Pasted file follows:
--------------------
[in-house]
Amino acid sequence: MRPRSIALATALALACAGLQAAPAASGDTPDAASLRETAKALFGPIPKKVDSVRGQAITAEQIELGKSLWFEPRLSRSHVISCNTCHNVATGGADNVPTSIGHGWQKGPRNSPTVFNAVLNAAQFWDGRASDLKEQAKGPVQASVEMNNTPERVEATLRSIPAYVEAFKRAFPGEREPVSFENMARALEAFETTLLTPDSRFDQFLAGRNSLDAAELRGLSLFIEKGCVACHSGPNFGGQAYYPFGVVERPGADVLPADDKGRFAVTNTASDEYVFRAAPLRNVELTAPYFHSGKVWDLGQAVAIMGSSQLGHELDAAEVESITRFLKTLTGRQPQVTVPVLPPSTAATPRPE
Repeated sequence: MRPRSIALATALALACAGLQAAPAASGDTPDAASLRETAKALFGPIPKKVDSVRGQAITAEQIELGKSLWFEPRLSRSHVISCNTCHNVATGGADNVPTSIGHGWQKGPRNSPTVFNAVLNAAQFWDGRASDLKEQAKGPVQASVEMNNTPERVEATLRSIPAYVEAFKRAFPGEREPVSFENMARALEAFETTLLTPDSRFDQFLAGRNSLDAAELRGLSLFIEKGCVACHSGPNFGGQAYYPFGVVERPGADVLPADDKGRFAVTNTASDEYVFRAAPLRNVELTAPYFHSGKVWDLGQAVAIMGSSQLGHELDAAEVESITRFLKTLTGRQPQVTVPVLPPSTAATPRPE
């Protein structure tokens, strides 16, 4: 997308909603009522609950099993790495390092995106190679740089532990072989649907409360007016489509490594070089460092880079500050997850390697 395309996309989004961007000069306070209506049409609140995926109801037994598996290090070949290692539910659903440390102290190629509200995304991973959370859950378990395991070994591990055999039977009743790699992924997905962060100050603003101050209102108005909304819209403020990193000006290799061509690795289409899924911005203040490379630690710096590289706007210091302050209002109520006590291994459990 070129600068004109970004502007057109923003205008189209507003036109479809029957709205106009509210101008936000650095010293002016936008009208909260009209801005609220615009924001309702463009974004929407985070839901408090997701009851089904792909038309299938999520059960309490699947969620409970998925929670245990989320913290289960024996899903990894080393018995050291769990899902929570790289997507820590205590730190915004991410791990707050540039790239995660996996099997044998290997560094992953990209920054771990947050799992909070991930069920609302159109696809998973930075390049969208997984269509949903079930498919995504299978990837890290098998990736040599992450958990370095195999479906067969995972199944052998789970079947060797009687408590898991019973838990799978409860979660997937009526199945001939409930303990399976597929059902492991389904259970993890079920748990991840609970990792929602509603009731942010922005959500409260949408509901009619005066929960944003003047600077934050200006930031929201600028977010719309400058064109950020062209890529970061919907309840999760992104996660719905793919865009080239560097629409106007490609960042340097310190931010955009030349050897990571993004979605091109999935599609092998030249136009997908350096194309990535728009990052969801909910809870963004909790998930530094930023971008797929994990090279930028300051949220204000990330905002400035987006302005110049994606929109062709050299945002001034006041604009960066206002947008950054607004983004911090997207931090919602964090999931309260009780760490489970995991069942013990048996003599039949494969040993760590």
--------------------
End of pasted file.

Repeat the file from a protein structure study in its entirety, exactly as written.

[in-house]
Amino acid sequence: MRPRSIALATALALACAGLQAAPAASGDTPDAASLRETAKALFGPIPKKVDSVRGQAITAEQIELGKSLWFEPRLSRSHVISCNTCHNVATGGADNVPTSIGHGWQKGPRNSPTVFNAVLNAAQFWDGRASDLKEQAKGPVQASVEMNNTPERVEATLRSIPAYVEAFKRAFPGEREPVSFENMARALEAFETTLLTPDSRFDQFLAGRNSLDAAELRGLSLFIEKGCVACHSGPNFGGQAYYPFGVVERPGADVLPADDKGRFAVTNTASDEYVFRAAPLRNVELTAPYFHSGKVWDLGQAVAIMGSSQLGHELDAAEVESITRFLKTLTGRQPQVTVPVLPPSTAATPRPE
Repeated sequence: MRPRSIALATALALACAGLQAAPAASGDTPDAASLRETAKALFGPIPKKVDSVRGQAITAEQIELGKSLWFEPRLSRSHVISCNTCHNVATGGADNVPTSIGHGWQKGPRNSPTVFNAVLNAAQFWDGRASDLKEQAKGPVQASVEMNNTPERVEATLRSIPAYVEAFKRAFPGEREPVSFENMARALEAFETTLLTPDSRFDQFLAGRNSLDAAELRGLSLFIEKGCVACHSGPNFGGQAYYPFGVVERPGADVLPADDKGRFAVTNTASDEYVFRAAPLRNVELTAPYFHSGKVWDLGQAVAIMGSSQLGHELDAAEVESITRFLKTLTGRQPQVTVPVLPPSTAATPRPE
């Protein structure tokens, strides 16, 4: 997308909603009522609950099993790495390092995106190679740089532990072989649907409360007016489509490594070089460092880079500050997850390697 395309996309989004961007000069306070209506049409609140995926109801037994598996290090070949290692539910659903440390102290190629509200995304991973959370859950378990395991070994591990055999039977009743790699992924997905962060100050603003101050209102108005909304819209403020990193000006290799061509690795289409899924911005203040490379630690710096590289706007210091302050209002109520006590291994459990 070129600068004109970004502007057109923003205008189209507003036109479809029957709205106009509210101008936000650095010293002016936008009208909260009209801005609220615009924001309702463009974004929407985070839901408090997701009851089904792909038309299938999520059960309490699947969620409970998925929670245990989320913290289960024996899903990894080393018995050291769990899902929570790289997507820590205590730190915004991410791990707050540039790239995660996996099997044998290997560094992953990209920054771990947050799992909070991930069920609302159109696809998973930075390049969208997984269509949903079930498919995504299978990837890290098998990736040599992450958990370095195999479906067969995972199944052998789970079947060797009687408590898991019973838990799978409860979660997937009526199945001939409930303990399976597929059902492991389904259970993890079920748990991840609970990792929602509603009731942010922005959500409260949408509901009619005066929960944003003047600077934050200006930031929201600028977010719309400058064109950020062209890529970061919907309840999760992104996660719905793919865009080239560097629409106007490609960042340097310190931010955009030349050897990571993004979605091109999935599609092998030249136009997908350096194309990535728009990052969801909910809870963004909790998930530094930023971008797929994990090279930028300051949220204000990330905002400035987006302005110049994606929109062709050299945002001034006041604009960066206002947008950054607004983004911090997207931090919602964090999931309260009780760490489970995991069942013990048996003599039949494969040993760590």